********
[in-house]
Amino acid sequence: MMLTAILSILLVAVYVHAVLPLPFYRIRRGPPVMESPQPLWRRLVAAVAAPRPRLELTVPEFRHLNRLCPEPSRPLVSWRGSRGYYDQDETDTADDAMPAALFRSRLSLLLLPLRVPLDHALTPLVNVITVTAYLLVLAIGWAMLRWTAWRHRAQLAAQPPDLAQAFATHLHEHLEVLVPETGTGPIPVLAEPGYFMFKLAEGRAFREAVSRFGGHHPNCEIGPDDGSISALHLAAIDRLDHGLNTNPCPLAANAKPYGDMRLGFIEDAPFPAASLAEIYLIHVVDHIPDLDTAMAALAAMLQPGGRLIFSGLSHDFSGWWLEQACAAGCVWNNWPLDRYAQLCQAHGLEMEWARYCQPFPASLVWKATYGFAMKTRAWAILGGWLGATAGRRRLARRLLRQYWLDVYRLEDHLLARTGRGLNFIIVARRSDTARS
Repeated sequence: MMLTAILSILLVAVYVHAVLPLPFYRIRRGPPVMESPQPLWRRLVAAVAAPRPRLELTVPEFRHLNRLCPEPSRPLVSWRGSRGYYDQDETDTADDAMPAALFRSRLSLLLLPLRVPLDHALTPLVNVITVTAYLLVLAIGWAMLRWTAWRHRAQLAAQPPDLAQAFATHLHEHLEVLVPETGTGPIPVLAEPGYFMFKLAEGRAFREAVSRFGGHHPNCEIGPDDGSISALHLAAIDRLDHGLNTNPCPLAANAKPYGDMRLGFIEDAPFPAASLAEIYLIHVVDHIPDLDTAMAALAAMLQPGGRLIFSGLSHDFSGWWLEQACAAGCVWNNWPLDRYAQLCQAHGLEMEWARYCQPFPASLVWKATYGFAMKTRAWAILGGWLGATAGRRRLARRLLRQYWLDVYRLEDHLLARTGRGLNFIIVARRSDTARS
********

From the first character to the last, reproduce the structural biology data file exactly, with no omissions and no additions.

[in-house]
Amino acid sequence: MMLTAILSILLVAVYVHAVLPLPFYRIRRGPPVMESPQPLWRRLVAAVAAPRPRLELTVPEFRHLNRLCPEPSRPLVSWRGSRGYYDQDETDTADDAMPAALFRSRLSLLLLPLRVPLDHALTPLVNVITVTAYLLVLAIGWAMLRWTAWRHRAQLAAQPPDLAQAFATHLHEHLEVLVPETGTGPIPVLAEPGYFMFKLAEGRAFREAVSRFGGHHPNCEIGPDDGSISALHLAAIDRLDHGLNTNPCPLAANAKPYGDMRLGFIEDAPFPAASLAEIYLIHVVDHIPDLDTAMAALAAMLQPGGRLIFSGLSHDFSGWWLEQACAAGCVWNNWPLDRYAQLCQAHGLEMEWARYCQPFPASLVWKATYGFAMKTRAWAILGGWLGATAGRRRLARRLLRQYWLDVYRLEDHLLARTGRGLNFIIVARRSDTARS
Repeated sequence: MMLTAILSILLVAVYVHAVLPLPFYRIRRGPPVMESPQPLWRRLVAAVAAPRPRLELTVPEFRHLNRLCPEPSRPLVSWRGSRGYYDQDETDTADDAMPAALFRSRLSLLLLPLRVPLDHALTPLVNVITVTAYLLVLAIGWAMLRWTAWRHRAQLAAQPPDLAQAFATHLHEHLEVLVPETGTGPIPVLAEPGYFMFKLAEGRAFREAVSRFGGHHPNCEIGPDDGSISALHLAAIDRLDHGLNTNPCPLAANAKPYGDMRLGFIEDAPFPAASLAEIYLIHVVDHIPDLDTAMAALAAMLQPGGRLIFSGLSHDFSGWWLEQACAAGCVWNNWPLDRYAQLCQAHGLEMEWARYCQPFPASLVWKATYGFAMKTRAWAILGGWLGATAGRRRLARRLLRQYWLDVYRLEDHLLARTGRGLNFIIVARRSDTARS